wherein the third segment is capable of being separated from the first segment by a distance that is greater than the length of the first rail when in the expanded position.
11. The modular disc prosthesis of claim 10, wherein a third rail is integral with the third modular segment, the third rail including an extended portion that extends beyond the generally continuous periphery,
wherein the modular disc prosthesis further comprises a fourth modular segment slidably connected to the extended portions of the third rail when the prosthesis is in the expanded position to guide the fourth modular segment to the implanted position, the extended portion of the third rail being selectively removable from the third of the plurality of modular segments once the fourth of the plurality of modular segments is in the implanted position.
12. The modular disc prosthesis of claim 10, wherein the extended portions of the first and second rails each have a rigidity in a first transverse direction relative to the longitudinal axis of the respective rail that differs substantially from a rigidity in a second transverse direction relative to the longitudinal axis of the respective rail.
13. The modular disc prosthesis of claim 10, wherein each of the second and third modular segments comprise an inner portion and an outer portion, each outer portion being operatively coupled with a portion of the respective inner portion, the inner portions of the second and third modular segments being slidably engaged with the first and second rails, respectively.
14. The modular disc prosthesis of claim 13, wherein the inner portion of the second and third modular segments and the outer portion of the second and third modular segments are made of polymers of different durometers.
15. The modular disc prosthesis of claim 10, wherein the first, second and third modular segments each comprise a moldable polymer material and the extended portion of each rail comprises an extrudable polymer material.
16. The modular disc prosthesis of claim 10, wherein the first and second rails are substantially parallel.
17. The modular disc prosthesis of claim 10, wherein the plurality of modular segments are arranged side by side from a first end of the prosthesis to a second end of the prosthesis and are configured for assembly in sequence from the first end to the second end of the prosthesis.
18. The modular disc prosthesis of claim 10, wherein the extended portion of the first rail is selectively removable from the first of the plurality of modular segments once the second of the plurality of modular segments is in the implanted position.
Description
RELATED APPLICATIONS

This application is a continuation of U.S. application Ser. No. 11/372,477, filed Mar. 9, 2006, which also claims the benefit of U.S. Provisional Patent Application No. 60/685,332, filed May 24, 2005, U.S. Provisional Patent Application No. 60/700,459, filed Jul. 19, 2005, and U.S. Provisional Patent Application No. 60/660,107, filed Mar. 29, 2005, the disclosures of which are hereby incorporated by reference.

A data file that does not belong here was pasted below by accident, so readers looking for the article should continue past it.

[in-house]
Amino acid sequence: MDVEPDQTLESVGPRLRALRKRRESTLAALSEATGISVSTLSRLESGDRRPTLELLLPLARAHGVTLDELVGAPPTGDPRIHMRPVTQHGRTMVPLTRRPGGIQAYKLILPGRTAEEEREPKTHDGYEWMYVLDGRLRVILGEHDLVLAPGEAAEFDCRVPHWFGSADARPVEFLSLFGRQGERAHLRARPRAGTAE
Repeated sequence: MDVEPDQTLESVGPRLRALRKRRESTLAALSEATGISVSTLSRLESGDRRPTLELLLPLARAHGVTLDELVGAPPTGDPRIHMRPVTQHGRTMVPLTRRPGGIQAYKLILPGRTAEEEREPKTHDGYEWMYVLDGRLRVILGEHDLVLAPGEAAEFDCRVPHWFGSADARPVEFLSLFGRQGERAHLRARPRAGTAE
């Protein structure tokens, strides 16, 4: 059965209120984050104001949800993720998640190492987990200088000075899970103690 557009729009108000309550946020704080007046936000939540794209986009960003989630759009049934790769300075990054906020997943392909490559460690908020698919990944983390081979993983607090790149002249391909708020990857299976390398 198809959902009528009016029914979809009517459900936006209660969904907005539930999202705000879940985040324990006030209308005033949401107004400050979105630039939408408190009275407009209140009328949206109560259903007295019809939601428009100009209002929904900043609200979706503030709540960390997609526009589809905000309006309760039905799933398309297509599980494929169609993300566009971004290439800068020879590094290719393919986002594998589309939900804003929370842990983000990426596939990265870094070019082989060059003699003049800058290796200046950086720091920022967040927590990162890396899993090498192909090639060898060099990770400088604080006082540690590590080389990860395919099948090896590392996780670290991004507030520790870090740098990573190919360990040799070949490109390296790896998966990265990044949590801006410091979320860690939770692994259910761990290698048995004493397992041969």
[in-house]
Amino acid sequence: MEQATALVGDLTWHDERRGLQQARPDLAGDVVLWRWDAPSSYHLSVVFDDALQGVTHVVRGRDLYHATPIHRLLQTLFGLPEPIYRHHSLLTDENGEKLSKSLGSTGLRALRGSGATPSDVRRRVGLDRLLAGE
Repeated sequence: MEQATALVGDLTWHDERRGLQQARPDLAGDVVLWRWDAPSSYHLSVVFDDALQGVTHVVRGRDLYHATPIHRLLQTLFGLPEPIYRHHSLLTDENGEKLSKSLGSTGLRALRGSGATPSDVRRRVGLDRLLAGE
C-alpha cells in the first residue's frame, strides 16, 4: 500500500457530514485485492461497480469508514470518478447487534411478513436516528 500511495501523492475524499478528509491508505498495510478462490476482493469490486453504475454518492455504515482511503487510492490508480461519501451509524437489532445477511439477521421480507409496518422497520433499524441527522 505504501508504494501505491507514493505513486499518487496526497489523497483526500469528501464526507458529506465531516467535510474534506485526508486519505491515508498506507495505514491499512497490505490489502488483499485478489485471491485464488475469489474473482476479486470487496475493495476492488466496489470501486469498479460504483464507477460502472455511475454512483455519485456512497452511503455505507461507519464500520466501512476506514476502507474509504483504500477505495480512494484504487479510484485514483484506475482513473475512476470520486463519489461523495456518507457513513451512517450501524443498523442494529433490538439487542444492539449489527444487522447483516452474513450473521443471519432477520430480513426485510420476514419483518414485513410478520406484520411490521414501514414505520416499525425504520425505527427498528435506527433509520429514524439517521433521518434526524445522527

FIELD OF THE INVENTION

The present invention relates generally to an implantable prosthesis for repairing damaged intervertebral discs. More particularly, the present invention relates to a rail-based modular disc prosthesis of predetermined size and shape.

BACKGROUND OF THE INVENTION

The spinal motion segment consists of a unit of spinal anatomy bounded by two vertebral bodies, including the two vertebral bodies, the interposed intervertebral disc, as well as the attached ligaments, muscles, and the facet joints. The disc consists of the end plates at the top and bottom of the vertebral bones, the soft inner core, called the nucleus and the annulus fibrosis running circumferentially around the nucleus. In normal discs, the nucleus cushions applied loads, thus protecting the other elements of the spinal motion segment. A normal disc responds to compression forces by bulging outward against the vertebral end plates and the annulus fibrosis. The annulus consists of collagen fibers and a smaller amount of elastic fibers, both of which are effective in resisting tension forces. However, the annulus is not very effective in withstanding compression and shear forces.

As people age the intervertebral discs often degenerate. This degeneration of the intervertebral discs may lead to degenerative disc disease. Degenerative disc disease of the spine is one of the most common conditions causing pain and disability in our population. When a disc degenerates, the nucleus dehydrates. When a nucleus dehydrates, its ability to act as a cushion is reduced. Because the dehydrated nucleus is no longer able to bear loads, the loads are transferred to the annulus and to the facet joints. The annulus and facet joints are not capable of withstanding the applied compression and torsional loads, and as such, they gradually deteriorate. As the annulus and facet joints deteriorate, many other effects ensue, including the narrowing of the interspace, bony spur formation, fragmentation of the annulus, fracture and deterioration of the cartilaginous end plates, and deterioration of the cartilage of the facet joints. The annulus and facet joints lose their structural stability and subtle but pathologic motions occur between the spinal bones.